Saturday’s Heineken Champions Cup Final was a microcosm of what kind of player Finn Russell is, most seem to agree – inspiration or calamity, sometimes in the same game.
It was such for the Scotland stand-off playing for Racing 92 against Exeter. Unleashing a lot of his considerable distributive arsenal, Finn slashed the Chiefs to pieces on occasion, especially for the pass for Simon Zebo’s first score and in the build-up to Juan Imhoff’s try.
But he fumbled a routine pass behind his own line, had a grubber kick rebound and counterattacked, and threw a howler of an interception to Henry Slade. Three errors, three tries (eventually) for Exeter, and the difference in the game.
Typical Finn, seems to be the verdict. Great talent, but he loses you games.
He’s not the reliable fulcrum Warren Gatland will want for the Lions on that showing, we hear. Much better to have Owen Farrell or Dan Biggar, who don’t make mistakes and don’t take silly risks.
What utter claptrap.
To address the last bit first – Gatland is never going to pick Russell as his Lions 10. Finn’s far too much of a free-thinker for Gat’s regimented style already and nothing, from Saturday’s game through to next June, is going to change his mind.
Gat will pick Farrell (fair enough, I’d say) or Biggar first, even though the Lions outside backs can wave goodbye to any serviceable attacking ball if he sticks with his old Welsh reliable.
As for the idea that every Russell performance is a mixture of glory or farce, it is complete nonsense, especially when he plays for Scotland.
I’ve gone back through his 49 caps thus far looking for a game where a heinous bit of Finn trickery has cost the national team a game, or even a try. There’s nothing that stands out, maybe a couple of loose kicks and one dropped ball in a World Cup warm-up game against France springs to mind, but nothing blatant.
There have been games when he hasn’t played terribly well, for sure. But you can’t pin those on mistakes caused by unnecessary risk. For Scotland, Finn’s been overwhelmingly reliable.
Indeed, you can even look at two players considered at various times as “the reliable option” to Finn. I’m certainly not decrying the abilities or contributions of Duncan Weir and Peter Horne, but playing for Scotland they’ve both thrown passes intercepted for tries, and Finn to date hasn’t.
Furthermore, you look at the number of tries scored when Finn’s been the one doing the intercepting and you see this “maverick” is statistically a far greater problem for the opposition conceding gift scores than benefitting by them.
Gregor Townsend agrees with this, even though this spring’s contretemps between the two suggested a fundamental difference in philosophy.
“It’s great to see players having the courage to go for what they believe is right and with someone like Finn with his experience and skill set, those decisions will be the right ones far more often than they’re not,” he pointed out.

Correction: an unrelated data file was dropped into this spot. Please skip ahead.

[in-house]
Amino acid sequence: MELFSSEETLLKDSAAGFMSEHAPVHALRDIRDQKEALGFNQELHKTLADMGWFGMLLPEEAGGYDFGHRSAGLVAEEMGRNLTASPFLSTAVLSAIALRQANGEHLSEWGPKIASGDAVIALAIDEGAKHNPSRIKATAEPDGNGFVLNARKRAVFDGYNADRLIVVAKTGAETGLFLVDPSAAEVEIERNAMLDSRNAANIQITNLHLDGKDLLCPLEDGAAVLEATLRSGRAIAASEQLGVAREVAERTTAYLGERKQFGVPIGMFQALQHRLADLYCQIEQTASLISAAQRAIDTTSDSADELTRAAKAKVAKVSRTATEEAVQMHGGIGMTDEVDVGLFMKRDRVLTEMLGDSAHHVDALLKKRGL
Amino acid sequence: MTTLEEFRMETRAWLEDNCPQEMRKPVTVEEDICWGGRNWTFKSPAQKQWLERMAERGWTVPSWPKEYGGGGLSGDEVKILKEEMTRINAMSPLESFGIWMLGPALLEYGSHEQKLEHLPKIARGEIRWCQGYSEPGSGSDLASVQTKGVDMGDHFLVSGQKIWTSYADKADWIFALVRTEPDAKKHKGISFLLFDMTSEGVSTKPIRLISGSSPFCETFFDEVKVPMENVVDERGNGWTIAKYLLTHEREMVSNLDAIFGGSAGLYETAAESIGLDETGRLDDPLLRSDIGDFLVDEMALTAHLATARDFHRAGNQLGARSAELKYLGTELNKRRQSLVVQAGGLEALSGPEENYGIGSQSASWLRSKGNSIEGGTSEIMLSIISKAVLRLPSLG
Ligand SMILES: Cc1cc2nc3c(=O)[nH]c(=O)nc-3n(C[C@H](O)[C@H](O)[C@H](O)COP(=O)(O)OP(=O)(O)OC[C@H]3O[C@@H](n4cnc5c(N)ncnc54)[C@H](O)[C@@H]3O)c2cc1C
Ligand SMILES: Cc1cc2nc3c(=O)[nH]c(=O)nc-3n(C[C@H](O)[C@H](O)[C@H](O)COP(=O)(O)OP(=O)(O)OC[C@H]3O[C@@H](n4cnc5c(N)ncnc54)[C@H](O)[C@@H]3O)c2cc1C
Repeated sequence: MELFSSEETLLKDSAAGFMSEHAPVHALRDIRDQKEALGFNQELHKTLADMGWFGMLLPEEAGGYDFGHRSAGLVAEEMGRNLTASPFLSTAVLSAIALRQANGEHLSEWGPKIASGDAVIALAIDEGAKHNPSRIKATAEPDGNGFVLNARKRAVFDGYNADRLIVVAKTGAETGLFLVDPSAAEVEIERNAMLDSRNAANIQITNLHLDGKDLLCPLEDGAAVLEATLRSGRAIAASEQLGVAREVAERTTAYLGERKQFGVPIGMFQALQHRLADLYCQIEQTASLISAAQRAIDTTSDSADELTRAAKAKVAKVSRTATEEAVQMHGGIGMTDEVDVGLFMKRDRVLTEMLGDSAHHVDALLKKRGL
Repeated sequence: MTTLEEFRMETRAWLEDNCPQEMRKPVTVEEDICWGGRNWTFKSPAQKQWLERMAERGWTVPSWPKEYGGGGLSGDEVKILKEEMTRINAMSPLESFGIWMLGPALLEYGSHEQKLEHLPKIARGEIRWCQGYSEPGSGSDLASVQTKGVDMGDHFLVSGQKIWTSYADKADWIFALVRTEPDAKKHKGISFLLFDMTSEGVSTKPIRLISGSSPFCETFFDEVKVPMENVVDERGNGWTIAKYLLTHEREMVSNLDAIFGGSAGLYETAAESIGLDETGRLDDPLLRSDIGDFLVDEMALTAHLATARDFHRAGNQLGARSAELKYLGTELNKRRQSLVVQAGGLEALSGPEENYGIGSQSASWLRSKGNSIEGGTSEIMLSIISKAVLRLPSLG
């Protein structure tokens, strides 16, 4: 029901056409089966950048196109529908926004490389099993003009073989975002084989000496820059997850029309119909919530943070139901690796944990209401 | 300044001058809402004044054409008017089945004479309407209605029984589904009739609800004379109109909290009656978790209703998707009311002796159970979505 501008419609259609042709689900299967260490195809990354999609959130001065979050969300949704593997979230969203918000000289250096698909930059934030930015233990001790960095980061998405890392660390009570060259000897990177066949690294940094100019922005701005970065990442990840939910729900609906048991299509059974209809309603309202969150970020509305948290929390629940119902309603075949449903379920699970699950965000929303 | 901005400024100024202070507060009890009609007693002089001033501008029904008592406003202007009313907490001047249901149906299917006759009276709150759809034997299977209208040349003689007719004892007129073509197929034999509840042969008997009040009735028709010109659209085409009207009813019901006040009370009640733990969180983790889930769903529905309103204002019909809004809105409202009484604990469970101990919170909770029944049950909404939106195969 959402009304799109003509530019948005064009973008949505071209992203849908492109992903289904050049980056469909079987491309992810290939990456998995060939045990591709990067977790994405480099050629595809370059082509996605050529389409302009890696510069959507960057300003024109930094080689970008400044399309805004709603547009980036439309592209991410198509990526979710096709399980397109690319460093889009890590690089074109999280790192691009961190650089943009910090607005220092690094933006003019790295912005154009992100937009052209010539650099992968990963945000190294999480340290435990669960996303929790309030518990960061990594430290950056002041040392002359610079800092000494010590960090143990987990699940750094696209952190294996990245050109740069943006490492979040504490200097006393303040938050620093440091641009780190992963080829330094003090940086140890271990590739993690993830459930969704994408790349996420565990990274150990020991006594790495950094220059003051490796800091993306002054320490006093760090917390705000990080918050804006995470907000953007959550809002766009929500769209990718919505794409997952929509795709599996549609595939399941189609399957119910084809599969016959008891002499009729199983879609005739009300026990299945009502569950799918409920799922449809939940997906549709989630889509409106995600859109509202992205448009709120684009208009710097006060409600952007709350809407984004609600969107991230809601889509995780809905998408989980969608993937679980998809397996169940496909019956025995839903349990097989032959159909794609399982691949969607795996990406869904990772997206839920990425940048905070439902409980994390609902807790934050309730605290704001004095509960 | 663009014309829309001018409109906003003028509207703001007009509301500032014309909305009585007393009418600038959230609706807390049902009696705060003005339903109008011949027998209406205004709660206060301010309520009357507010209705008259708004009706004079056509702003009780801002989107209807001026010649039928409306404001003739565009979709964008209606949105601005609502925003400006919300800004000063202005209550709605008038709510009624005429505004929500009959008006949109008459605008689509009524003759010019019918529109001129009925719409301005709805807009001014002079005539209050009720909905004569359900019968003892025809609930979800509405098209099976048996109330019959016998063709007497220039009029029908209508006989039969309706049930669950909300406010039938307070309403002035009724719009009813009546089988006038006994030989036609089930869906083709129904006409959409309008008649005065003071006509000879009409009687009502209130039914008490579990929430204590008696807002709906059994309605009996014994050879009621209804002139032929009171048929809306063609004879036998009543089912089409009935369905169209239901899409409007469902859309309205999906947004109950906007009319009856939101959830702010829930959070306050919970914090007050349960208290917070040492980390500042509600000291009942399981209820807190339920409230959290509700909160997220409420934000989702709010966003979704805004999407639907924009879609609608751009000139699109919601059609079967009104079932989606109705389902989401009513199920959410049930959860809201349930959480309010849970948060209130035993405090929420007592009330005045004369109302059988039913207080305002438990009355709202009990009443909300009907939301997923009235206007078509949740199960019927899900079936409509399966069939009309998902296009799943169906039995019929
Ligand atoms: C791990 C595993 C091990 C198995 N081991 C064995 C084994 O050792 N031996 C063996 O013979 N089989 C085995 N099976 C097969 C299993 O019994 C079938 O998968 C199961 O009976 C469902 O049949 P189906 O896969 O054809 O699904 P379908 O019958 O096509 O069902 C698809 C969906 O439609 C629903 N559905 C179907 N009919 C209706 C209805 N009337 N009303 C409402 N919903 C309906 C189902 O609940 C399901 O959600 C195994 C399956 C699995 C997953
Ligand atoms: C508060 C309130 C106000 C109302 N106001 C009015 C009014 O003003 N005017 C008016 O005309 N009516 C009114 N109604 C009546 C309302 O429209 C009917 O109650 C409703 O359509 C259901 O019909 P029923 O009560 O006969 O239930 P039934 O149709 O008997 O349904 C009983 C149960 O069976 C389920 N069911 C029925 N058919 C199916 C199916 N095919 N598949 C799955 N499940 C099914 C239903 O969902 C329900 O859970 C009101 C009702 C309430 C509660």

Errors happen, said Townsend – and he should know, during his early career, the late great rugby journalist Jack Adams took to calling any error on a rugby pitch a “Gregor”.
They even happen to ultra-reliable legends like Jonny Sexton, last seen in an Ireland shirt fumbling the ball behind his own line for gift try for England at Twickenham, you might recall.
Sexton’s mistake was even rarer than Finn’s have been for Scotland, of course, and clearly there’s more it than just that: Russell plays far more loosely than the Irish great.
And you know, that’s fine by me. I’d rather see Scotland give it a lash with Finn throwing loop passes all over the shop than try to play station-to-station, dull-as-ditchwater rugby as Ireland often played under Joe Schmidt or Wales have done under Gatland.
Yeah, they’ve won many games and some Slams playing that way, and well done. Scotland don’t have the resources to play the way they do, and mimicking them with a grunt game has never worked for us.
Finn will get his 50th cap off the bench against Georgia, and I think it’s reasonable that if Adam Hastings is halfway decent on Friday night, Townsend should be allowed to let the young man finish the job he did in the Six Nations by playing in the closed doors game against Wales.
But after that, we should see Russell regain the shirt that is really his. The positives outweigh any negatives by such a distance that they can’t even be measured.
The Lions at Murrayfield
One hopes fervently that there CAN be a crowd for the Lions’ test at Murrayfield against Japan next June. The occasion deserves one, and I for one can’t wait to see the Brave Blossoms again, so inventive and entertaining were they in the World Cup.
How many Scots will be on the pitch, however? Probably not that many. I can’t see Warren Gatland doing anything other than picking what he knows and has relied on in the past, especially as he’s been out of the European game for over a year now.